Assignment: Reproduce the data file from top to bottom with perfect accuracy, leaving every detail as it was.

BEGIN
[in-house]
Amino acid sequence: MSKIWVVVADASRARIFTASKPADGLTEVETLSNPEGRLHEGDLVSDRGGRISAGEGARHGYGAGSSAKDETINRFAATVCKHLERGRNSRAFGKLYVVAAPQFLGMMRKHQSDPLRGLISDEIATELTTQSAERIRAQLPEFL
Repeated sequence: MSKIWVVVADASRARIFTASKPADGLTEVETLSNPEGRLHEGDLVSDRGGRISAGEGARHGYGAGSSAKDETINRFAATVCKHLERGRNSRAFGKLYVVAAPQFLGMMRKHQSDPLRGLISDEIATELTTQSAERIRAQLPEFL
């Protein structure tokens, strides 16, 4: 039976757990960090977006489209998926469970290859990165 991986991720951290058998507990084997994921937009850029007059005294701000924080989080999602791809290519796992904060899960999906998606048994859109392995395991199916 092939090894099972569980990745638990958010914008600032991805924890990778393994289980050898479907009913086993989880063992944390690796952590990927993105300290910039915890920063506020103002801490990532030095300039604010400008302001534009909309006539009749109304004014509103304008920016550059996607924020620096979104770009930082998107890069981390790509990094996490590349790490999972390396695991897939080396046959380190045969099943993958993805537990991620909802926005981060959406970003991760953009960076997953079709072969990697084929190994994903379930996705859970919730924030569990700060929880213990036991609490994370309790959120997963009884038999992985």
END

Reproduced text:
[in-house]
Amino acid sequence: MSKIWVVVADASRARIFTASKPADGLTEVETLSNPEGRLHEGDLVSDRGGRISAGEGARHGYGAGSSAKDETINRFAATVCKHLERGRNSRAFGKLYVVAAPQFLGMMRKHQSDPLRGLISDEIATELTTQSAERIRAQLPEFL
Repeated sequence: MSKIWVVVADASRARIFTASKPADGLTEVETLSNPEGRLHEGDLVSDRGGRISAGEGARHGYGAGSSAKDETINRFAATVCKHLERGRNSRAFGKLYVVAAPQFLGMMRKHQSDPLRGLISDEIATELTTQSAERIRAQLPEFL
């Protein structure tokens, strides 16, 4: 039976757990960090977006489209998926469970290859990165 991986991720951290058998507990084997994921937009850029007059005294701000924080989080999602791809290519796992904060899960999906998606048994859109392995395991199916 092939090894099972569980990745638990958010914008600032991805924890990778393994289980050898479907009913086993989880063992944390690796952590990927993105300290910039915890920063506020103002801490990532030095300039604010400008302001534009909309006539009749109304004014509103304008920016550059996607924020620096979104770009930082998107890069981390790509990094996490590349790490999972390396695991897939080396046959380190045969099943993958993805537990991620909802926005981060959406970003991760953009960076997953079709072969990697084929190994994903379930996705859970919730924030569990700060929880213990036991609490994370309790959120997963009884038999992985």